I drove up Skyline Drive each morning, straight into the mouth of the foothills. The sky was washed purple-pink, like bold swipes of watercolor. These mountains listened to me.
September 11, 2001. On the East Coast, children were already in school---teachers willed back tears and churning panic, as parents raced home to their children. But in Tucson, we woke up to the aftermath---there was nothing to do but drive to work.
The mountains heard me cry softly, as I shifted gears and stopped at lights. The sky was obscenely blue, inappropriate, like a peacock at a funeral. The cacti forest, each saguaro in a perpetual sun salutation, witnessed our coming and going with ancient wisdom.
As I watched the sun tip out behind the mountains, flooding the valley with light, I said to myself, "We are so safe here."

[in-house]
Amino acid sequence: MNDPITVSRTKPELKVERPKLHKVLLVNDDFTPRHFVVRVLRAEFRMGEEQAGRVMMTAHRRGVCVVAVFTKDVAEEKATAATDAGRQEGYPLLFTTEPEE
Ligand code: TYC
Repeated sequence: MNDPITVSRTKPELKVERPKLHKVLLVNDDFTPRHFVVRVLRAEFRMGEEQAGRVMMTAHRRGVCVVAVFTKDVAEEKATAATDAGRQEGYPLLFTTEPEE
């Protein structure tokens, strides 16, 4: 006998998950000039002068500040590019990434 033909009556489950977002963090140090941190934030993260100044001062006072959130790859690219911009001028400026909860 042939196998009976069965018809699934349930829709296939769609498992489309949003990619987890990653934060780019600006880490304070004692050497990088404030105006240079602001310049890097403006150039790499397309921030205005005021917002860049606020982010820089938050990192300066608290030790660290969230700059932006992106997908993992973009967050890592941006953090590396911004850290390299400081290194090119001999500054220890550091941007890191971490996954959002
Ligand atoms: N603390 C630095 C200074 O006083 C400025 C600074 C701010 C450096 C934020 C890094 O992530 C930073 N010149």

A girl was born that beautiful Tucson morning. Lots of new lives were born under that desert sun, in a valley which smells of creosote and fresh starts.
I lived there, in a flat-roofed bungalow with wood paneling and a swamp cooler. I rode my bike to the University, where I learned that I could write. I became a runner in that valley, pounding out miles along the empty banks of the Rillito.
I married my love there, and danced with him under twinkly lights and a scarlet explosion of bougainvillea.
And through it all, the mountains bore witness. As they will, long after the camera crews pack up, and those dear families attempt to pick up the pieces.
Bear down, Arizona. Those mountains, and the world, hold you in their arms.